April 26, 2013

NPM 2013 - Tomas Tranströmer

For the five days left, I thought of a mini-theme. I'll be posting poems by poets who have won the Nobel Prize in Literature. So, look forward to 3-4 poems each by a Nobel Prize winning poet in the 5 remaining days of National Poetry Month, 2013.

Today, four poems by the Swedish poet, Tomas Tranströmer, winner of the Nobel Prize in Literature in 2011. 

I started reading his poetry only after his Nobel prize and have been completely taken in by whatever I have read so far. It is little wonder that his poetry has won him many fans, even though read by most in translation from Swedish. For example, Teju Cole writes about how Transtromer has been one of his "ports of refuge" for many years. And this article in The Millions says it better than anything I can say: "His poems return often to moments of quiet while the world is asleep. Sometimes it’s to meditate on the secret lives of barns and trees, and at others to pin down fleeting moments that slip away as soon they happen."


Morning Birds by Tomas Tranströmer
Translated by Robin Fulton

I waken the car
whose windshield is coated with pollen.
I put on my sunglasses.
The birdsong darkens.

Meanwhile another man buys a paper
at the railway station
close to a large goods wagon,
which is all red with rust
and stands flickering in the sun.

No blank space anywhere here.

Straight through the spring warmth a cold corridor

where someone comes running
and tells how up at the head office
they slandered him.

Through a back door in the landscape
comes the magpie
black and white, Hell's bird.
And the blackbird darting to and fro
till everything becomes a charcoal drawing,
except the whit clothes on the washing-line:
a palestrina chorus.

No blank space anywhere here.

Fantastic to feel how my poem grows
while I myself shrink.
It grows, it takes my place.
It pushes me aside.
It throws me out of the nest.
The poem is ready. 


by Tomas Tranströmer
Translated by Robin Fulton


I flinch from something that shuffles slantwise through sleet,
A fragment of what is to come.
A wall broken loose. Something without eyes. Hard.
A face of teeth!
A lone wall. Or is the house there
although I do not see it?
The Future:  an army of empty houses
that grope their way ahead through sleet.


Two truths approach each other. One comes from within,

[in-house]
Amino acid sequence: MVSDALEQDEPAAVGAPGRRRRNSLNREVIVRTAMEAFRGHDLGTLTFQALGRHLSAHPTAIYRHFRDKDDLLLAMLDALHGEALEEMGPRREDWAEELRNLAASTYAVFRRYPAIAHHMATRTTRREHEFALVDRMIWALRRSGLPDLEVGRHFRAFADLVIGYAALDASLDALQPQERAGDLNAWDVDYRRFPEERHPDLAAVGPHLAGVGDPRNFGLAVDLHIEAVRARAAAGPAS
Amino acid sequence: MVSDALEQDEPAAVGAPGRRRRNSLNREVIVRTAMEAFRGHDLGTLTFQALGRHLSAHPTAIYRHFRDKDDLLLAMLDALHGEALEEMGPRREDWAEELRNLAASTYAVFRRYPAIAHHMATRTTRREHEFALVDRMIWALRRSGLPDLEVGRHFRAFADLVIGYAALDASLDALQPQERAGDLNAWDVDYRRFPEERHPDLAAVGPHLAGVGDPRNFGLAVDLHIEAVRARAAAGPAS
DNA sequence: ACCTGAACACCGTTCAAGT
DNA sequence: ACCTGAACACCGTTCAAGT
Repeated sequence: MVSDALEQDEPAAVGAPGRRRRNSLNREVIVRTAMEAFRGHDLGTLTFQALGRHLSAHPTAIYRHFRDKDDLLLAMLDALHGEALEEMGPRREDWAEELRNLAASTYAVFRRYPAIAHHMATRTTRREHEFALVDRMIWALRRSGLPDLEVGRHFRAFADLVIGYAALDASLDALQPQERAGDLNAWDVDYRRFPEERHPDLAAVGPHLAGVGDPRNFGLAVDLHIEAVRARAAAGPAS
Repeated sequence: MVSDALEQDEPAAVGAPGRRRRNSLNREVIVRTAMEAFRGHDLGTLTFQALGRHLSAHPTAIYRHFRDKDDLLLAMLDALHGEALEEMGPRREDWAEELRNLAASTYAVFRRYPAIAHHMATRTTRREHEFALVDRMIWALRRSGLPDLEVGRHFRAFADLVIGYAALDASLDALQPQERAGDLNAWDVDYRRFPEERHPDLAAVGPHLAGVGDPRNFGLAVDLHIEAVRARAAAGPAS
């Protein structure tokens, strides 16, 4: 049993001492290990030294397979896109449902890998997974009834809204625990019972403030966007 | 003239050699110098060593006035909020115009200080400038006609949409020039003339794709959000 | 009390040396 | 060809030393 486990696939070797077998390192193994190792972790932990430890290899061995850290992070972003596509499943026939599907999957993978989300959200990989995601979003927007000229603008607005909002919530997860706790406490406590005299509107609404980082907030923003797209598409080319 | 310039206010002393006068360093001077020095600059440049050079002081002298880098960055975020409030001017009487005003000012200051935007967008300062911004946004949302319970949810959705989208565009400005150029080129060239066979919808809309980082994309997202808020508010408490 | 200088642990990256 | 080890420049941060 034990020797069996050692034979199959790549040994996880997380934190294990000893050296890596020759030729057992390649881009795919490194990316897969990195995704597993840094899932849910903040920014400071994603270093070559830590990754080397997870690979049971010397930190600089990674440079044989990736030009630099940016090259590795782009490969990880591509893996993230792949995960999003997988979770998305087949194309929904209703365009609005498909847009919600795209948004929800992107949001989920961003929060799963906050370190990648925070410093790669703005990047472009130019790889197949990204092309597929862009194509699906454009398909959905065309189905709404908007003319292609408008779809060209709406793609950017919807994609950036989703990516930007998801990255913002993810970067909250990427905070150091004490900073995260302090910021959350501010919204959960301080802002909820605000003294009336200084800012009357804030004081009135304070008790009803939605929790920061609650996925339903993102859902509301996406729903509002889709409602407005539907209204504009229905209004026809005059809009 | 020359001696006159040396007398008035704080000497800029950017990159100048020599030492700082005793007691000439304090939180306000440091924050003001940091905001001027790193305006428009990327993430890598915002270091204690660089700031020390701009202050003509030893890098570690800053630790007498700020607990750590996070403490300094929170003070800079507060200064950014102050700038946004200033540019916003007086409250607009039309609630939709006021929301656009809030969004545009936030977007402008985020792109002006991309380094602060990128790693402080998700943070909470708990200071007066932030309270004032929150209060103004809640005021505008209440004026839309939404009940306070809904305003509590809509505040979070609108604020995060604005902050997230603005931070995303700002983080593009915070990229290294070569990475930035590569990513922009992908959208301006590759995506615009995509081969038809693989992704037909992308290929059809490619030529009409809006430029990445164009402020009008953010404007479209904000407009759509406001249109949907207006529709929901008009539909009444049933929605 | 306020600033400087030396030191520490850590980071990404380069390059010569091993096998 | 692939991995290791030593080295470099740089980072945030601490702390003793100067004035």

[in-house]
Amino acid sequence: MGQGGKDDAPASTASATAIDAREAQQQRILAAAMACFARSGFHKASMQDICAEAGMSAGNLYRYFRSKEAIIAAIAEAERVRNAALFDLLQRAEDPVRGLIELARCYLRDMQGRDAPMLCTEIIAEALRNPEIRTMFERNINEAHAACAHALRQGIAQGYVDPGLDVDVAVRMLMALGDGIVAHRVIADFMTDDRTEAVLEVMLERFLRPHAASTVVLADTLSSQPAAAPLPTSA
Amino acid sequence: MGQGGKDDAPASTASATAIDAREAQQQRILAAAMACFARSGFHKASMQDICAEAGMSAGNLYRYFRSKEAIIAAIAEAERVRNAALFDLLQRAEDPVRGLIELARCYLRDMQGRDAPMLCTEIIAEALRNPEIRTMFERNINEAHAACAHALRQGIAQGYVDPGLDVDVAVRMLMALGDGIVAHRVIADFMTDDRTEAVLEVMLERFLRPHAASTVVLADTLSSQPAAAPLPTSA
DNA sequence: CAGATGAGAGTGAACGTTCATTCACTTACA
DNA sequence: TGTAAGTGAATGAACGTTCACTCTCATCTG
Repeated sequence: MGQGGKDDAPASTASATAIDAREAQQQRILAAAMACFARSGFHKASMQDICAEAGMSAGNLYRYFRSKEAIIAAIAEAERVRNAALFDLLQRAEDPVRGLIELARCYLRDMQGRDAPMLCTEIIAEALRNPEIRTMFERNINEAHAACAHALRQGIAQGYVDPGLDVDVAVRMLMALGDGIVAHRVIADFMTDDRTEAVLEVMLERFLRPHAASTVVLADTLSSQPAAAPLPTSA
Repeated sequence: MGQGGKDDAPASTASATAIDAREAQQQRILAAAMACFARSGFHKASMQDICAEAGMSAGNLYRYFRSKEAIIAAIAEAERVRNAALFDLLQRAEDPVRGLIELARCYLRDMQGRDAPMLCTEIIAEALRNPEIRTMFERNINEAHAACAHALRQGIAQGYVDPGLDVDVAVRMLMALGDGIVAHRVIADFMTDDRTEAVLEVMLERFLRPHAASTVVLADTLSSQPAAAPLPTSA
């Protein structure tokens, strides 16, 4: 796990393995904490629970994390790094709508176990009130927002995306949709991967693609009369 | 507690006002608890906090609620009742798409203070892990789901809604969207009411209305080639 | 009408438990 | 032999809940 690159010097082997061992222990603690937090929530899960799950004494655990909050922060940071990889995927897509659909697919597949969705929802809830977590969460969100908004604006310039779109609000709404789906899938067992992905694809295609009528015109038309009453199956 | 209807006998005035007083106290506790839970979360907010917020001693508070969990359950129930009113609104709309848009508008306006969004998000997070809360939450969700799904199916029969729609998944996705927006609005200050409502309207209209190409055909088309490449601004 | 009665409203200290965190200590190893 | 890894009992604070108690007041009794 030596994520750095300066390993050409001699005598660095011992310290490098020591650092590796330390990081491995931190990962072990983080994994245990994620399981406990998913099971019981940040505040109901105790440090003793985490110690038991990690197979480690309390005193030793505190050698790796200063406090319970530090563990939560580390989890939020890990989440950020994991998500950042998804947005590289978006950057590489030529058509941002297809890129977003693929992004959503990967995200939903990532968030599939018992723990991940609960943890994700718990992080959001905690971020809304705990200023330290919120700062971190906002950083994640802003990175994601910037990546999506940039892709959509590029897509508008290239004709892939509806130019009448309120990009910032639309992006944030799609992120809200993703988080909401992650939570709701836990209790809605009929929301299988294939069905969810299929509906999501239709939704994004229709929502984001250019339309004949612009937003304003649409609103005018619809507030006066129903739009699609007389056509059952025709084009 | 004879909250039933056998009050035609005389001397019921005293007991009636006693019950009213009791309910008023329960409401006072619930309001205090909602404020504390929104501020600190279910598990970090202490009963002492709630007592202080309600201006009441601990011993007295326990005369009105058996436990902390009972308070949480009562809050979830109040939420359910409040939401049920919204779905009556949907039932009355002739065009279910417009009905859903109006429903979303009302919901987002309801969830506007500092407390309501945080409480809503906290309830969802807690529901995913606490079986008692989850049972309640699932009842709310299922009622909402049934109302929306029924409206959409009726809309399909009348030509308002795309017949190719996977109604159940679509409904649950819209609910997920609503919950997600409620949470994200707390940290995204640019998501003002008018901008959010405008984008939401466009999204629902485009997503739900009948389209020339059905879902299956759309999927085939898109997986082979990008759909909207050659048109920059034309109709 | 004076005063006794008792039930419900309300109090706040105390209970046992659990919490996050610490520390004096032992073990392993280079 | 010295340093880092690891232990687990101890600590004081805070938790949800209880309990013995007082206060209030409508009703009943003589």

one comes from without--and where they meet you have the chance
to catch a look at yourself.
Noticing what is about to happen, you shout desperately: "Stop!
Anything, anything, as long as I don't have to know myself."
And there is a boat that wants to put in--tries to, right here--
it will try again thousands of times.
Out of the forest's dark comes a long boat hook
that's pushed through the open window
among the party guests who have danced themselves warm.


The apartment I've lived in most of my life is to be evacuated. It's already
emptied of everything. The anchor has let go--but despite the mournful
air it's still the lightest apartment in the city. Truth needs no furniture.
I've gone one round on life's circle and come back to the starting point: a
bare room. Scenes from my early life take shape on the walls like Egyptian
paintings inside a burial chamber. But they are fading. The light is too
strong. The windows have enlarged. The empty apartment is a big tele-
scope pointed at the sky. It's as quiet here as a Quaker meeting. Nothing
heard b ut the pigeons of the backyards, their cooings.  


After A Death
by Tomas Tranströmer
Translated by Robert Bly
Once there was a shock
that left behind a long, shimmering comet tail.
It keeps us inside. It makes the TV pictures snowy.
It settles in cold drops on the telephone wires.

One can still go slowly on skis in the winter sun
through brush where a few leaves hang on.
They resemble pages torn from old telephone directories.
Names swallowed by the cold.

It is still beautiful to feel the heart beat
but often the shadow seems more real than the body.
The samurai looks insignificant
beside his armour of black dragon scales.


The Couple
by Tomas Tranströmer
Translated by Robert Bly

They turn the light off, and its white globe glows
an instant and then dissolves, like a tablet
in a glass of darkness. Then a rising.
The hotel walls shoot up into heaven’s darkness.
Their movements have grown softer, and they sleep,
but their most secret thoughts begin to meet
like two colors that meet and run together
on the wet paper in a schoolboy’s painting.
It is dark and silent. The city however has come nearer
tonight. With its windows turned off. Houses have come.
They stand packed and waiting very near,
a mob of people with blank faces.


There are many more poems at this page via the Nobel Prize website. In addition to reading them soon, I also hope to read his poems in Robert Bly's recent book of poems in translation from around the world - from Pablo Neruda and Antonio Machado to Rumi, Hafez, Kabir, and Ghalib, and of course, Tranströmer. I got this book from the public library recently but had to return it before I could read it.

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